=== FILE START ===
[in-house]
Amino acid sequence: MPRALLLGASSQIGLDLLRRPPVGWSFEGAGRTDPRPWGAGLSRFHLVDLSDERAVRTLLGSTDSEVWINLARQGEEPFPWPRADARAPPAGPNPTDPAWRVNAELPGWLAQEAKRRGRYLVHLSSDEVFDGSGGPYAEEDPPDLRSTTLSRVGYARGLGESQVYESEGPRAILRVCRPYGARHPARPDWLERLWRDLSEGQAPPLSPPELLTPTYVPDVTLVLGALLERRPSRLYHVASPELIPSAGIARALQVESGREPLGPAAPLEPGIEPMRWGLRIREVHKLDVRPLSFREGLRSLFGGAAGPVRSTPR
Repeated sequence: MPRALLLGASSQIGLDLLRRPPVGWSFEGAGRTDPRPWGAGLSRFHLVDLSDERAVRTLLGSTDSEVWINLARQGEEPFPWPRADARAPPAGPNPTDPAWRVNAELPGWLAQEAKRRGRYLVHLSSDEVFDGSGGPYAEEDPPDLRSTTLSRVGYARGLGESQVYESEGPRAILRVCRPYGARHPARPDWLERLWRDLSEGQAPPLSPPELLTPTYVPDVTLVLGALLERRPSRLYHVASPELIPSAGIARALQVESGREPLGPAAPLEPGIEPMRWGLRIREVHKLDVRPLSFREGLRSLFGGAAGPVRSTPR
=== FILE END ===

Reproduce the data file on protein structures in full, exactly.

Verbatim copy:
[in-house]
Amino acid sequence: MPRALLLGASSQIGLDLLRRPPVGWSFEGAGRTDPRPWGAGLSRFHLVDLSDERAVRTLLGSTDSEVWINLARQGEEPFPWPRADARAPPAGPNPTDPAWRVNAELPGWLAQEAKRRGRYLVHLSSDEVFDGSGGPYAEEDPPDLRSTTLSRVGYARGLGESQVYESEGPRAILRVCRPYGARHPARPDWLERLWRDLSEGQAPPLSPPELLTPTYVPDVTLVLGALLERRPSRLYHVASPELIPSAGIARALQVESGREPLGPAAPLEPGIEPMRWGLRIREVHKLDVRPLSFREGLRSLFGGAAGPVRSTPR
Repeated sequence: MPRALLLGASSQIGLDLLRRPPVGWSFEGAGRTDPRPWGAGLSRFHLVDLSDERAVRTLLGSTDSEVWINLARQGEEPFPWPRADARAPPAGPNPTDPAWRVNAELPGWLAQEAKRRGRYLVHLSSDEVFDGSGGPYAEEDPPDLRSTTLSRVGYARGLGESQVYESEGPRAILRVCRPYGARHPARPDWLERLWRDLSEGQAPPLSPPELLTPTYVPDVTLVLGALLERRPSRLYHVASPELIPSAGIARALQVESGREPLGPAAPLEPGIEPMRWGLRIREVHKLDVRPLSFREGLRSLFGGAAGPVRSTPR